Even the dusting of snow on the ground from last night does not alter the fact that the sun rises a few minutes earlier each day and sets a few minutes later. The lengthening days signal that spring is on its way and in just a few weeks mating season will begin. The male may rule the roost in the winter flock, but come spring, even the pushiest male will be singing a different tune! The female chickadee so rudely ousted by the male at the feeder need only be patient; her day will come.


23 thoughts on “The bullies at the feeder will soon be singing a different tune!

  1. beautiful pics here! I am watching the cardinals doing the same thing here (Chicago area). Chickadees come too but are very quick at the feeder (we have a platform feeder).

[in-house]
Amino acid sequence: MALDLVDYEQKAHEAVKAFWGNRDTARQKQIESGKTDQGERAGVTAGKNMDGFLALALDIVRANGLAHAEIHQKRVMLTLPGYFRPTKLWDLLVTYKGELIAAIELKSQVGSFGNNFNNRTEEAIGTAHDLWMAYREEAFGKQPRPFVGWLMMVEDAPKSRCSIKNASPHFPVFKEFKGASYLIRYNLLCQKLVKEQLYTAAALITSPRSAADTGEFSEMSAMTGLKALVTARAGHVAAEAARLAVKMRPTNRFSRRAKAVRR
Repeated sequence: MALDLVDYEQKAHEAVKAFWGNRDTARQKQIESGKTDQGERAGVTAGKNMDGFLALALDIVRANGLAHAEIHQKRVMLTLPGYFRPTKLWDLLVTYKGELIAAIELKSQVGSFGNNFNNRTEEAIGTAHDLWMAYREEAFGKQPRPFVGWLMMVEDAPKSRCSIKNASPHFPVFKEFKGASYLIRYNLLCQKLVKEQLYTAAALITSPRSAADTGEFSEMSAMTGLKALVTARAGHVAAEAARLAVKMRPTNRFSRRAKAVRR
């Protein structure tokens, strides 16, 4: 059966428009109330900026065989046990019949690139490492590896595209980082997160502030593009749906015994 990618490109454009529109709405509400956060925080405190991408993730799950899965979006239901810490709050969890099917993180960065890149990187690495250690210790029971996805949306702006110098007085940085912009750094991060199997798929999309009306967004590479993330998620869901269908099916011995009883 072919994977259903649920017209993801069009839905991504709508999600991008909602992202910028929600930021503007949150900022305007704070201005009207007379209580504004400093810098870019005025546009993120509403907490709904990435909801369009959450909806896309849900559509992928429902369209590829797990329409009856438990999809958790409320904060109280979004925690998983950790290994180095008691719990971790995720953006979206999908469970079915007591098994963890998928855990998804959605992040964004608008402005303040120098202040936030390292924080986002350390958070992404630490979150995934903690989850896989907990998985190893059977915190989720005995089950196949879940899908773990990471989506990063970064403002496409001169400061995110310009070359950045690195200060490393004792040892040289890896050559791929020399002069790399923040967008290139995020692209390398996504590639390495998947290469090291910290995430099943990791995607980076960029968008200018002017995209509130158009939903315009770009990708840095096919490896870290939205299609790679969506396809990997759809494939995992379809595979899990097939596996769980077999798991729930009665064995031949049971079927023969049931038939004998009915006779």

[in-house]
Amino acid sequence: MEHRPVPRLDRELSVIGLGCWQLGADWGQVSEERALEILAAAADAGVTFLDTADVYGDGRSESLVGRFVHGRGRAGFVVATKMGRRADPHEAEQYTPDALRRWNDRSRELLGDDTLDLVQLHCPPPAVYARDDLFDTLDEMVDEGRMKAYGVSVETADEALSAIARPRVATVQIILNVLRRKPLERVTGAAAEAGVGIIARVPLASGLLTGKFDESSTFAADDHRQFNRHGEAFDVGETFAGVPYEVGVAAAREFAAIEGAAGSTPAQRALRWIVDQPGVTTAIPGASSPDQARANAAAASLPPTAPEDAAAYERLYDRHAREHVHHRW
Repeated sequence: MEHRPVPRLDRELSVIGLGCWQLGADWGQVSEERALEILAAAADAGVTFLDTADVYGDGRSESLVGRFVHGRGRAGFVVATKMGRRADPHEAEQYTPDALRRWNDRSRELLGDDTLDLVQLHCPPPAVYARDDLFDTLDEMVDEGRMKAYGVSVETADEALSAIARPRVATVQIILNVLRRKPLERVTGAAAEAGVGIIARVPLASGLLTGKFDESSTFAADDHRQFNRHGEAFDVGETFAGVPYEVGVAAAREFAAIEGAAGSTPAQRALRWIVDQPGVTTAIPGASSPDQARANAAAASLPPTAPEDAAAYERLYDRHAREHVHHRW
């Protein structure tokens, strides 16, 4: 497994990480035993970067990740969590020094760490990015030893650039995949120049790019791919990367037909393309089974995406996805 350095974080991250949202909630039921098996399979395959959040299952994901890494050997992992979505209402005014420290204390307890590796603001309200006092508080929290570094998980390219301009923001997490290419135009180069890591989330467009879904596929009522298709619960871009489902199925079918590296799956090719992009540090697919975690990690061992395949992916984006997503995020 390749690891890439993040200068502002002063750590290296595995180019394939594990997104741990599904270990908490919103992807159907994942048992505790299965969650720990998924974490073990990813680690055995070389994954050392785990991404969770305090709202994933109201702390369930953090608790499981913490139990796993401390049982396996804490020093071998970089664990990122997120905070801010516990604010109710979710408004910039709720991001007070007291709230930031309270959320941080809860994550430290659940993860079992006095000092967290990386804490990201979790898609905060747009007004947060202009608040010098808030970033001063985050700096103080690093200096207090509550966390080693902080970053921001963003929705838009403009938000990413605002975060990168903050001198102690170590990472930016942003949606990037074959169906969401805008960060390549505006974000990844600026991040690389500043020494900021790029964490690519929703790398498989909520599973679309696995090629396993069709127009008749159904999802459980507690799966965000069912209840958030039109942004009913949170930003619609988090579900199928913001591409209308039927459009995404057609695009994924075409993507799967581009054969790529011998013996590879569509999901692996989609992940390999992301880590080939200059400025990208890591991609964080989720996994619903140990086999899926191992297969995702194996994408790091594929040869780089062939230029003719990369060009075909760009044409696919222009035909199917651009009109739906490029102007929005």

• Thanks, Anita. Our chickadees forage in flocks with juncos, nuthatches, titmice and a couple of downy woodpeckers. The feeders are busy all day long so it keeps me hopping!

  2. Such pretty little birds, lovely to see them documented on your blog. I have left a couple of blog awards for you over at my blog. Don’t worry too much if you don’t wish to play along with the rules of these things.

    • Thank you for thinking about me, Karen, but I don’t really want any recognition for my blog – I just enjoy doing it. I hope you are enjoying your new home – it sounds lovely. We just moved into our log home about a year ago and it takes a while to get organized!

    • Everybody loves chickadees – what’s not to love, right? It tells me my time has been well spent when someone says they learned something from my blog. Thanks!

  3. Great pics of the chickadees and really enjoyed how you tell their story. New to your blog, just saw recommendation at The Garden Smallholder, really enjoying it.

    • Thanks, Andrea. Glad you hopped over from Karen’s blog. I took a peek at yours and will check back to see how your gardening is coming.